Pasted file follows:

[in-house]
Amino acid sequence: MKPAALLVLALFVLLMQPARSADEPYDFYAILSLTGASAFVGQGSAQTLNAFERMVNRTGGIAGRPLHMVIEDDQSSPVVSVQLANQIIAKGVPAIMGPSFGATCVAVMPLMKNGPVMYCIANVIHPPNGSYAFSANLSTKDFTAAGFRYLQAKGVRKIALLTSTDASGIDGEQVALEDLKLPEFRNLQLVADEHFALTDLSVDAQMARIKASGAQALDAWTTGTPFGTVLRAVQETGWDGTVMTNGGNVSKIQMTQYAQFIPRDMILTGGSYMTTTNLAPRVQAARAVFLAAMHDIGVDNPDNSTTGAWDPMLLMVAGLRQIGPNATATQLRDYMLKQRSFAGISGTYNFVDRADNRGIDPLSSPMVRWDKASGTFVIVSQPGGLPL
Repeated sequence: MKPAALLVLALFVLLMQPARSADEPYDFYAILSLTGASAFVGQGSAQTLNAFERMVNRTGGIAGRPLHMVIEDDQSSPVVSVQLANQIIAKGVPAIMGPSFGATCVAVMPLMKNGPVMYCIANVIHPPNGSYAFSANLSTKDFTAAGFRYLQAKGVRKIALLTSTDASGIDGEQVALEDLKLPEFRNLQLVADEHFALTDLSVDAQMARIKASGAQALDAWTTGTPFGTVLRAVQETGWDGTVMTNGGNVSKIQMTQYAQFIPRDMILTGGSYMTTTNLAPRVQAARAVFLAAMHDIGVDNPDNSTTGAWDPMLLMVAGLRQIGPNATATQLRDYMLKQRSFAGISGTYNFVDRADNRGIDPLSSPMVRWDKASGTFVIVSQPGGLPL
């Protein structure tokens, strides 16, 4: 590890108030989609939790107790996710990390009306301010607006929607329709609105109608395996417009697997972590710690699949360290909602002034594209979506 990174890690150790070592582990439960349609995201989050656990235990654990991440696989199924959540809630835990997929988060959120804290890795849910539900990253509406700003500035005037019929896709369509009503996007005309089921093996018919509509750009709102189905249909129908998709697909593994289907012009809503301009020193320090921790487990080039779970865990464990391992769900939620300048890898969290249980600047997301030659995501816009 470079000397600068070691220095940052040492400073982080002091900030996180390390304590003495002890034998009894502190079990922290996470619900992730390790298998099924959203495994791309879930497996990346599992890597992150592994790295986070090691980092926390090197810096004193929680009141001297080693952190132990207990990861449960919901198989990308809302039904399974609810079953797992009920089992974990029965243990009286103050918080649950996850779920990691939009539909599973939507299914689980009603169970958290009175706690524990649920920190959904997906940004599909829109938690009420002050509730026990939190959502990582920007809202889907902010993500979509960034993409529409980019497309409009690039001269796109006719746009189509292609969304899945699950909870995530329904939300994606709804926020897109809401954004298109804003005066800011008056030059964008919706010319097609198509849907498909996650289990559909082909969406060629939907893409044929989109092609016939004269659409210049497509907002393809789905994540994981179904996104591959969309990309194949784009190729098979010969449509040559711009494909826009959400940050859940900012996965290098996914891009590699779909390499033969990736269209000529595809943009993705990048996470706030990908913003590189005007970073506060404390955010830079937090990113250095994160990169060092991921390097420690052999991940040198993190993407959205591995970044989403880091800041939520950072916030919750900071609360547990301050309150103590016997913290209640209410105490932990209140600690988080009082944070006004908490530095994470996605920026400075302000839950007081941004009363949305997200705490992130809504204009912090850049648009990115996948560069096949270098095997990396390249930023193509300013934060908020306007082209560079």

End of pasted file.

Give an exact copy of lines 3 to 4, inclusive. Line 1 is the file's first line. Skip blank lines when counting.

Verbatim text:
Repeated sequence: MKPAALLVLALFVLLMQPARSADEPYDFYAILSLTGASAFVGQGSAQTLNAFERMVNRTGGIAGRPLHMVIEDDQSSPVVSVQLANQIIAKGVPAIMGPSFGATCVAVMPLMKNGPVMYCIANVIHPPNGSYAFSANLSTKDFTAAGFRYLQAKGVRKIALLTSTDASGIDGEQVALEDLKLPEFRNLQLVADEHFALTDLSVDAQMARIKASGAQALDAWTTGTPFGTVLRAVQETGWDGTVMTNGGNVSKIQMTQYAQFIPRDMILTGGSYMTTTNLAPRVQAARAVFLAAMHDIGVDNPDNSTTGAWDPMLLMVAGLRQIGPNATATQLRDYMLKQRSFAGISGTYNFVDRADNRGIDPLSSPMVRWDKASGTFVIVSQPGGLPL
């Protein structure tokens, strides 16, 4: 590890108030989609939790107790996710990390009306301010607006929607329709609105109608395996417009697997972590710690699949360290909602002034594209979506 990174890690150790070592582990439960349609995201989050656990235990654990991440696989199924959540809630835990997929988060959120804290890795849910539900990253509406700003500035005037019929896709369509009503996007005309089921093996018919509509750009709102189905249909129908998709697909593994289907012009809503301009020193320090921790487990080039779970865990464990391992769900939620300048890898969290249980600047997301030659995501816009 470079000397600068070691220095940052040492400073982080002091900030996180390390304590003495002890034998009894502190079990922290996470619900992730390790298998099924959203495994791309879930497996990346599992890597992150592994790295986070090691980092926390090197810096004193929680009141001297080693952190132990207990990861449960919901198989990308809302039904399974609810079953797992009920089992974990029965243990009286103050918080649950996850779920990691939009539909599973939507299914689980009603169970958290009175706690524990649920920190959904997906940004599909829109938690009420002050509730026990939190959502990582920007809202889907902010993500979509960034993409529409980019497309409009690039001269796109006719746009189509292609969304899945699950909870995530329904939300994606709804926020897109809401954004298109804003005066800011008056030059964008919706010319097609198509849907498909996650289990559909082909969406060629939907893409044929989109092609016939004269659409210049497509907002393809789905994540994981179904996104591959969309990309194949784009190729098979010969449509040559711009494909826009959400940050859940900012996965290098996914891009590699779909390499033969990736269209000529595809943009993705990048996470706030990908913003590189005007970073506060404390955010830079937090990113250095994160990169060092991921390097420690052999991940040198993190993407959205591995970044989403880091800041939520950072916030919750900071609360547990301050309150103590016997913290209640209410105490932990209140600690988080009082944070006004908490530095994470996605920026400075302000839950007081941004009363949305997200705490992130809504204009912090850049648009990115996948560069096949270098095997990396390249930023193509300013934060908020306007082209560079």